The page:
A brewer that makes beautifully packaged beers is Shepherd Neame from Kent in the UK. A couple of their offerings have made their way to Australian bottleshops and they’ve all been worth drinking. Fortunately, they are generally full flavoured and deserving of a long, lingering drink because at $8 a stubbie – this isn’t a 6 packer or something that can become a regular habit. Other varieties you may have seen include the delightfully named “Bishop’s Finger” aka a Nun’s Best Friend (not my nickname) and 1698, a beer launched to celebrate the brewer’s tercentenary
Shepherd Neame claims to be Britain’s Oldest Brewer and has probably earned the right to name one of its beers after a very famous symbol of British pride – the Spitfire. This beer was developed in 1990 to celebrate the 50th anniversary of the Battle of Britain, one of the key moments of World War II and a massive turning point about which Briton’s are justifiably proud. I reckon appropriate the name to call Spitfire “The Bottle of Britain” is half weak Boom Tish humour and half faintly disrespectful, but I guess when you donate some of the proceeds to RAF Benevolent Fund and produce such a superb beer you can get away with it. This is a fine beer, lovingly made. From its coppery hue, to its long lasting bitter, yet rich fruity taste – it is simply a pleasure to drink. Very cool bottle and cap.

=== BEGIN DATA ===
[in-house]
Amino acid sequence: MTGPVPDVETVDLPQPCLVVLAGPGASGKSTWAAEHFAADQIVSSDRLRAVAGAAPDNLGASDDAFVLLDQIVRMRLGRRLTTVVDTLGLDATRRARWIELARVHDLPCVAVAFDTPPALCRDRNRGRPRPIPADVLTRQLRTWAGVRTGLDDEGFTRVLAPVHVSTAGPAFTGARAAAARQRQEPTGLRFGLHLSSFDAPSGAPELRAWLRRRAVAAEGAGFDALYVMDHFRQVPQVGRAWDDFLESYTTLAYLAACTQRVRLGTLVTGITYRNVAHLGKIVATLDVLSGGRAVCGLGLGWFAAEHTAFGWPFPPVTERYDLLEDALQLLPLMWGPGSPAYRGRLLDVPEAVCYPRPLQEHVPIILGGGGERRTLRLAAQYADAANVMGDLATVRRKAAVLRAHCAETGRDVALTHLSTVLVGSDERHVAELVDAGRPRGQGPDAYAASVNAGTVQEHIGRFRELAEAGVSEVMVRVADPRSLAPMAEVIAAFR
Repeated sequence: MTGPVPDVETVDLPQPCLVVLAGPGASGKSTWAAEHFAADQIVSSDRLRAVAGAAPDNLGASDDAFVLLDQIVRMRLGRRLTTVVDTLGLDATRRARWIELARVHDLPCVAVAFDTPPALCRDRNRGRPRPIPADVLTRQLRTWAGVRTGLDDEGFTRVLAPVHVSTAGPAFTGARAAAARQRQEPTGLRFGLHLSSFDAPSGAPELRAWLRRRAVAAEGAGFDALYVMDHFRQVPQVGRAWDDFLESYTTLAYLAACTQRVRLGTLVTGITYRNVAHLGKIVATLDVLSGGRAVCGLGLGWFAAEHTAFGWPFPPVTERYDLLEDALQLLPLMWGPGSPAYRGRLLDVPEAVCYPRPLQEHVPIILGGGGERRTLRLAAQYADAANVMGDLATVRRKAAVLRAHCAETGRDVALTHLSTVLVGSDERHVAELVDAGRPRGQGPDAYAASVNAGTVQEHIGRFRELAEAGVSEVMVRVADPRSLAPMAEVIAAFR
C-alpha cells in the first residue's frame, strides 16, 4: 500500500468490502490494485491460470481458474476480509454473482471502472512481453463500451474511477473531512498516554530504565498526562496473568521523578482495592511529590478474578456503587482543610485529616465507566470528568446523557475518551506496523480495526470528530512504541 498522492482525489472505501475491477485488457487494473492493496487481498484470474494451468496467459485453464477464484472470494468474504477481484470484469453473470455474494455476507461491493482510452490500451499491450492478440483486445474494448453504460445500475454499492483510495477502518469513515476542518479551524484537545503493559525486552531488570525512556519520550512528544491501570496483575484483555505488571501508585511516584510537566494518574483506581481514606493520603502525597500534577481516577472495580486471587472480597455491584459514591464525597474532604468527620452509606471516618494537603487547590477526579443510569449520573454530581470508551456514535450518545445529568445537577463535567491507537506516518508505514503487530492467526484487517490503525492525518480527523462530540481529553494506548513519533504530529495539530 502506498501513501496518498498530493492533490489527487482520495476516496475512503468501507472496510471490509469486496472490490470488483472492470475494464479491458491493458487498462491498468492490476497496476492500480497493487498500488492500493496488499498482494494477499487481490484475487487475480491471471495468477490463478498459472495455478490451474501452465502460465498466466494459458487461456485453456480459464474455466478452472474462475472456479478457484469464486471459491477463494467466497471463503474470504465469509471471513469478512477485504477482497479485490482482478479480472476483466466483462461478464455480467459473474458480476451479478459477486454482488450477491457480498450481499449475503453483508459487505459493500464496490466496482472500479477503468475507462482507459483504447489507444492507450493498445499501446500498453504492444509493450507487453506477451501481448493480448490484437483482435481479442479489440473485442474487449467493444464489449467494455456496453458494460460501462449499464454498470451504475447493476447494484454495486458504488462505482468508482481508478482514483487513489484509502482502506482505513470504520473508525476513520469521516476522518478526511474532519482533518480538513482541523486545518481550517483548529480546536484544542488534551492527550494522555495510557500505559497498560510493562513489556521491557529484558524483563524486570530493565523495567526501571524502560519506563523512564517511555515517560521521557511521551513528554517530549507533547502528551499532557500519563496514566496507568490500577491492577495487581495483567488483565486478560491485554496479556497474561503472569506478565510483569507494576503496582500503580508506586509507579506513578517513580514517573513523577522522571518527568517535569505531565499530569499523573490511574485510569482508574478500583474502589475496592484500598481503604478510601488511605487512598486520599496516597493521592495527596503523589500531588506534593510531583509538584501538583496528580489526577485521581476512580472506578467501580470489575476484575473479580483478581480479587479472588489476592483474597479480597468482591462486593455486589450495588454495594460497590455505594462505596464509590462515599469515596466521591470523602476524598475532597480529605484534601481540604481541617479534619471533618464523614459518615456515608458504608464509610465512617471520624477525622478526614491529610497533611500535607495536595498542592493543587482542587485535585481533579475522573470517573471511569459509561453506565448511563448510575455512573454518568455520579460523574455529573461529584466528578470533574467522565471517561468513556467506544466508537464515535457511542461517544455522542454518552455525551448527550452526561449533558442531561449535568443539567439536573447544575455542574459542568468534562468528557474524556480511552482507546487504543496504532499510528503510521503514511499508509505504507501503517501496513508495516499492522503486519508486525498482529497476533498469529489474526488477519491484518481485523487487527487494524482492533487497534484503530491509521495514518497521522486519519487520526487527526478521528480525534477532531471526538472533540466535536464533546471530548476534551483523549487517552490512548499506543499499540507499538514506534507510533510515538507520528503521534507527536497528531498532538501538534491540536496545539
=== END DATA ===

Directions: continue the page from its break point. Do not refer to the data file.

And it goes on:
The beerporn that supports today’s post is deliberately wrong. Students of warplanes will quickly recognise that the plane perched on the bottle of Spitfire is a model of a Lightning. When setting up beerporn, you use what is close at hand. In a way the photo reminds me of an infrequently updated but always amusing twitter account called Beer Glassphemy or @BeerGlassphemy. Quite simply, a branded beer glass is filled with the contents of a different brand of beer and the result is photographed and tweeted.